Occupy DC: We shall not be moved.


These are ppl getting arrested shortly. Singing "We shal... on TwitpicHere are the protesters moments before police hauled them int... on Twitpic1
This came on an @Occupy_DC tweet, but the folks are blocking K Street in Washington DC. This is the lobbyist district of DC. At the height of the protest, occupiers shut down 4 blocks of the street. Ryan [OccupyBosRyan] and Acacia livestreamed it. There is archive footage of the first 82 minuteswhich includes the 4 block shutdown. The archive footage of the second 74 minutes includes arrests of the protestors holding the final 1 block.

1Twitpic has a fairly nice feature for hotlinking which normally includes a thumbnail for the source end. The html is there but the thumbs are not available at the moment. Hopefully this will be fixed.

Occupy Boston: Building Alliances; Encuentro 5


Occupy Boston would not now exist if it were not for the support of a large number of often unnamed benefactors.  We also benefit from relationships with supporting institutions and supporting groups at rather unsupportive instituitons. I’l mention the latter after discussing with them their exposure. Strong among the supporting institutions is Encuentro 5. They have given us a place to meet, get warm, dry off, and blog. So as not to over tax their resources, our media group has become a tenant. They have a desk.

I’m forming a relationship with Tecschange: Technology for Social Change. People at Occupy Boston certainly know about it, but I don’t know if they know what TecsChange can actually provide. One occupier had her laptop stolen and asked TecsChange to get her a new one. TecsChange usually gets donations of used equipment and most of them are desktops. But at least one occupier has benefitted from having a relationship with them. I could have done a real repair on my laptop’s AC adaptor if I had been able to find their soldering iron. But my pliers1 disappeared along with my SLR2. So with Charlie’s pliers I could improve greatly on the wire and tape repairs I’ve been making.

1It was actually a multipurpose tool – an imitation of the famous Leatherman. it cost $30 and has much lower resale price, but it was worth much more in allowing my to repair my sleep gear. Being homeless has put me into a strange relationship with property. I don’t have a TV and don’t miss it, but if someone nabs my sleep gear on a cold night, I could die.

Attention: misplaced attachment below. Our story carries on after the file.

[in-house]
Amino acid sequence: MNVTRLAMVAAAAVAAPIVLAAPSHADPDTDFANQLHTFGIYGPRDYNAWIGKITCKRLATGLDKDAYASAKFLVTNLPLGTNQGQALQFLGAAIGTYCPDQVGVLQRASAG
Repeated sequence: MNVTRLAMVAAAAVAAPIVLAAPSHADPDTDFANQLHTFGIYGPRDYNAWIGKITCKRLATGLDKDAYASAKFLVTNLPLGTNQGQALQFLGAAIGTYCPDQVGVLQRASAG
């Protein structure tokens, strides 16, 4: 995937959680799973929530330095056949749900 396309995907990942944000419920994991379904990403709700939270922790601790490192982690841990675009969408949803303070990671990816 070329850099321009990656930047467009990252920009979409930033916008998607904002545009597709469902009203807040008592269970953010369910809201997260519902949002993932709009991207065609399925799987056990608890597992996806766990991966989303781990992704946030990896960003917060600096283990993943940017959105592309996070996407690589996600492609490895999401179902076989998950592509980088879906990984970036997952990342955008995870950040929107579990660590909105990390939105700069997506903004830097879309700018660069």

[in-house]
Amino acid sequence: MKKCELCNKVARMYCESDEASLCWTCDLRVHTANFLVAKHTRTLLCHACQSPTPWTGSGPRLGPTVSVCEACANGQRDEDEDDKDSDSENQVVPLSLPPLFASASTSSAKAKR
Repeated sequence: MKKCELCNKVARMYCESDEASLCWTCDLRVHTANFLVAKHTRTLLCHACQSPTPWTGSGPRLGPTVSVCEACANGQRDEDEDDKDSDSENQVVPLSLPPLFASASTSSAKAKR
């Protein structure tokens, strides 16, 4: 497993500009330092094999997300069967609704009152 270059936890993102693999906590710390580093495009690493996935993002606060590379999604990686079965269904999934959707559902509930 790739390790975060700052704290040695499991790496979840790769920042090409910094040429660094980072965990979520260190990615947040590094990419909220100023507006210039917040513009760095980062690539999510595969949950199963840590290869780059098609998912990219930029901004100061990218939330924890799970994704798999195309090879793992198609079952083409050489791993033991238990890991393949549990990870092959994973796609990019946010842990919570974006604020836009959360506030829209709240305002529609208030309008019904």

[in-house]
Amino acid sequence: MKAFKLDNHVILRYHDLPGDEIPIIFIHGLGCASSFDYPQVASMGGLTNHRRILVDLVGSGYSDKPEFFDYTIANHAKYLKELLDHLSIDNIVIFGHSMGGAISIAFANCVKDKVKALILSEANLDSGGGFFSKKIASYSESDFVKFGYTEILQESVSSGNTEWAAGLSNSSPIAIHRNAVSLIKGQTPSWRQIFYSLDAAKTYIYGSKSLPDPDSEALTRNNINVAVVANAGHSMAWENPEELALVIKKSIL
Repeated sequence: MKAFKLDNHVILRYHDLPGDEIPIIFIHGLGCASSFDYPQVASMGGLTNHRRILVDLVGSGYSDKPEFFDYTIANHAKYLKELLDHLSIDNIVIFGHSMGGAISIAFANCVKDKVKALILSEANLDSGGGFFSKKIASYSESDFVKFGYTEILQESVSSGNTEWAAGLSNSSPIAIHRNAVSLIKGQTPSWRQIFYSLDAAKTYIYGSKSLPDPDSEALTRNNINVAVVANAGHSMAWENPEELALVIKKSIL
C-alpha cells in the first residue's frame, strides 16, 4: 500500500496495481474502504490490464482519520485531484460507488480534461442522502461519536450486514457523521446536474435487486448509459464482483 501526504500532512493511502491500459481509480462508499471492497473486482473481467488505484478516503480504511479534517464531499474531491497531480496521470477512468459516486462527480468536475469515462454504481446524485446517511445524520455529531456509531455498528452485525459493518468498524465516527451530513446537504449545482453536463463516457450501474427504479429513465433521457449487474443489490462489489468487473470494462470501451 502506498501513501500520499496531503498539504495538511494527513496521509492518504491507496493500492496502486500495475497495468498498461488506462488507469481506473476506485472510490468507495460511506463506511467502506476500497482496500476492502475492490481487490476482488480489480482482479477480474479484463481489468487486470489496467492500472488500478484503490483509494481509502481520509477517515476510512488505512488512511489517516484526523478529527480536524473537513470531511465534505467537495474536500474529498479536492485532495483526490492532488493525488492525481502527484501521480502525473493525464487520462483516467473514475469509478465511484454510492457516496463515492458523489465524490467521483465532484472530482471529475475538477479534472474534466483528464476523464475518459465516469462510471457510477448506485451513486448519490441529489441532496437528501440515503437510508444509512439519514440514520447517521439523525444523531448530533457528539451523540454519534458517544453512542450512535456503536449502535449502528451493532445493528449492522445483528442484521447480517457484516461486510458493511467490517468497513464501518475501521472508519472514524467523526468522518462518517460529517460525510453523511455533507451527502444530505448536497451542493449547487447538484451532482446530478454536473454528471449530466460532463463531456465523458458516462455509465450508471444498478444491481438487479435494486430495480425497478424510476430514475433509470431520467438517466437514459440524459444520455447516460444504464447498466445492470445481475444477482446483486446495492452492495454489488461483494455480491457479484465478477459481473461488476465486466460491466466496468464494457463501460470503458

2It was a Canon Digital Rebel XTi. I had some hope it would help me become homeful. I also lost 3 Sigma lenses. The f/1.4 allowed me to do low light photography – i.e. police raids in the wee hours of the morning. It’s a thing, but I miss it.

Occupy Harvard: The Hood Responds to Lockdown


Open letter from Harvard Neigbors decrying the lockdown of the Yard to isolate Occupy Harvard

Occupy Wall Street: No Business as Usual


It was November 17. A number of us from Occupy Boston responded to the call from Occupy Wall Street. My affinity group arrived at Liberty[ Zuccotti] Park at 5:30 AM. The park had been mostly cleared. There were no tents. There were more police and sanitation workers than occupiers.  We were able to get in at one very small opening lined by police. We didn’t stay in the park very long.

As the early morning light filtered between the buildings, we joined the crowd gathering across the street on the east side of the park.  Within minutes I was separated from my affinity group. After several circuits of the crowd. I crossed to the north side of the Park. I ran into a friend from the Mass Hall Occupation of 2001. She invited me to join her affinity group. I thought it was OK to use her name, but I see that another member of our affinity group Keith Gesson, kept her name out of his article in the New Yorker.  And probably because he could not reach me for comment,   he didn’t use my name either. I met Mark Rudd and didn’t know it.

Have to get to Dewey for GA. Will have pictures, honest.


Occupy Boston: Labor on the March


The Older button will step you through  a few pics. bbl

Occupy Boston: City of Boston enjoined, but at what cost.


Occupy Boston was in court this morning seeking a Temporary Restraining Order against action by the City of Boston with respect to removing the tents and effects of Occupy Boston. Judge Francis McIntyre expressed concern about exactly who she could bind if she gave an order. The decision was widely regarded as a victory for Occupy Boston. I am waiting for the results of the General Assembly this evening.  My concern – “Do we really understand how this will change our relationship with the state?” I want to hear from the ideological left and particularly the Anarchist Caucus.

Will we be confined to being a tepid reform movement?

The release from Massachusetts ACLU.

Occupy Wall Street: Raid!!! Restraining Order. Recovery?


Zuccotti Park was cleared early this morning by NYPD. New York Civil Liberties Union filed for a got a Temporary Restraining Order against the city. The City has filed to overturn. The hearing has been held. Judge Stallman    has rendered a decision. Temporary restraining order is denied. No tents.

City Hall claims that protestor possessions including the library were not destroyed, but have been moved to the 57th st sanitation garage.

@nyclu [Twitter] Reported an hour ago that protestors who had gathered in Duarte Park have returned to Zucotti Park and are circling, awaiting the decision. No report yet of how they have responded to the decision.

@Occupy_Boston is due to step off on a solidarity march in a few minutes.

Occupy Worcester moves to Worcester Common! Live!!!


Solidarity with Oakland